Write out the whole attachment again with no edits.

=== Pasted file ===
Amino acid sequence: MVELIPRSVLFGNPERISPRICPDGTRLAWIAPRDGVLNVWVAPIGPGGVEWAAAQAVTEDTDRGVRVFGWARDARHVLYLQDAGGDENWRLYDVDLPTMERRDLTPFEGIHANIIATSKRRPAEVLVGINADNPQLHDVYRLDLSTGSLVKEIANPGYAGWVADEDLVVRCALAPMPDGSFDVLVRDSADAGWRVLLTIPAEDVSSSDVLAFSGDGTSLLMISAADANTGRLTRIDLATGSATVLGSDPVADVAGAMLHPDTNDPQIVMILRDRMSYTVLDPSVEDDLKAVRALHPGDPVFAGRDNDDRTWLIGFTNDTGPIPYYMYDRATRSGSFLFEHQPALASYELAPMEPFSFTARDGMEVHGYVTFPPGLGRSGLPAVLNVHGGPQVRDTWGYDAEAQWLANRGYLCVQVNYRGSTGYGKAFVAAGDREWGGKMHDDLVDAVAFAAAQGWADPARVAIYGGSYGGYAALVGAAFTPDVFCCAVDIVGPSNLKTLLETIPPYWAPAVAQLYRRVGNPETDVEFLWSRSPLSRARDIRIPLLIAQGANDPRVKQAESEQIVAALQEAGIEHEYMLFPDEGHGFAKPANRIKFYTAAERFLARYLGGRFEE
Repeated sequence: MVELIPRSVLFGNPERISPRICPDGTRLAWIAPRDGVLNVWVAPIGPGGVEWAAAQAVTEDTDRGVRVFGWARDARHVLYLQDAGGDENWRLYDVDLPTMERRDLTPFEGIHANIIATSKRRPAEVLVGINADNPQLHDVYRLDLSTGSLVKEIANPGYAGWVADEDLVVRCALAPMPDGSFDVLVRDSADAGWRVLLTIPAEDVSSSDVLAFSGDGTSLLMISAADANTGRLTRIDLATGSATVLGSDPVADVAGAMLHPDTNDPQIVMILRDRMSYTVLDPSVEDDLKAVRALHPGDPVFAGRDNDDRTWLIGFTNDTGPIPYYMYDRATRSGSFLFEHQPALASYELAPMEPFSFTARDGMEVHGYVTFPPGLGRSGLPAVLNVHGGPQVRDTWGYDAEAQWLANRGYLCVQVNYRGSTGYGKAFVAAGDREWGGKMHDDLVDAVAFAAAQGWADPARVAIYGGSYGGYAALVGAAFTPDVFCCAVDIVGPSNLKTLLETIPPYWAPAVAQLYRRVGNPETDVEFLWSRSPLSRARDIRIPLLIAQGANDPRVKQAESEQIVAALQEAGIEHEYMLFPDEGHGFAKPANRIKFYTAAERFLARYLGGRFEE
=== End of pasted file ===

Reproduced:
Amino acid sequence: MVELIPRSVLFGNPERISPRICPDGTRLAWIAPRDGVLNVWVAPIGPGGVEWAAAQAVTEDTDRGVRVFGWARDARHVLYLQDAGGDENWRLYDVDLPTMERRDLTPFEGIHANIIATSKRRPAEVLVGINADNPQLHDVYRLDLSTGSLVKEIANPGYAGWVADEDLVVRCALAPMPDGSFDVLVRDSADAGWRVLLTIPAEDVSSSDVLAFSGDGTSLLMISAADANTGRLTRIDLATGSATVLGSDPVADVAGAMLHPDTNDPQIVMILRDRMSYTVLDPSVEDDLKAVRALHPGDPVFAGRDNDDRTWLIGFTNDTGPIPYYMYDRATRSGSFLFEHQPALASYELAPMEPFSFTARDGMEVHGYVTFPPGLGRSGLPAVLNVHGGPQVRDTWGYDAEAQWLANRGYLCVQVNYRGSTGYGKAFVAAGDREWGGKMHDDLVDAVAFAAAQGWADPARVAIYGGSYGGYAALVGAAFTPDVFCCAVDIVGPSNLKTLLETIPPYWAPAVAQLYRRVGNPETDVEFLWSRSPLSRARDIRIPLLIAQGANDPRVKQAESEQIVAALQEAGIEHEYMLFPDEGHGFAKPANRIKFYTAAERFLARYLGGRFEE
Repeated sequence: MVELIPRSVLFGNPERISPRICPDGTRLAWIAPRDGVLNVWVAPIGPGGVEWAAAQAVTEDTDRGVRVFGWARDARHVLYLQDAGGDENWRLYDVDLPTMERRDLTPFEGIHANIIATSKRRPAEVLVGINADNPQLHDVYRLDLSTGSLVKEIANPGYAGWVADEDLVVRCALAPMPDGSFDVLVRDSADAGWRVLLTIPAEDVSSSDVLAFSGDGTSLLMISAADANTGRLTRIDLATGSATVLGSDPVADVAGAMLHPDTNDPQIVMILRDRMSYTVLDPSVEDDLKAVRALHPGDPVFAGRDNDDRTWLIGFTNDTGPIPYYMYDRATRSGSFLFEHQPALASYELAPMEPFSFTARDGMEVHGYVTFPPGLGRSGLPAVLNVHGGPQVRDTWGYDAEAQWLANRGYLCVQVNYRGSTGYGKAFVAAGDREWGGKMHDDLVDAVAFAAAQGWADPARVAIYGGSYGGYAALVGAAFTPDVFCCAVDIVGPSNLKTLLETIPPYWAPAVAQLYRRVGNPETDVEFLWSRSPLSRARDIRIPLLIAQGANDPRVKQAESEQIVAALQEAGIEHEYMLFPDEGHGFAKPANRIKFYTAAERFLARYLGGRFEE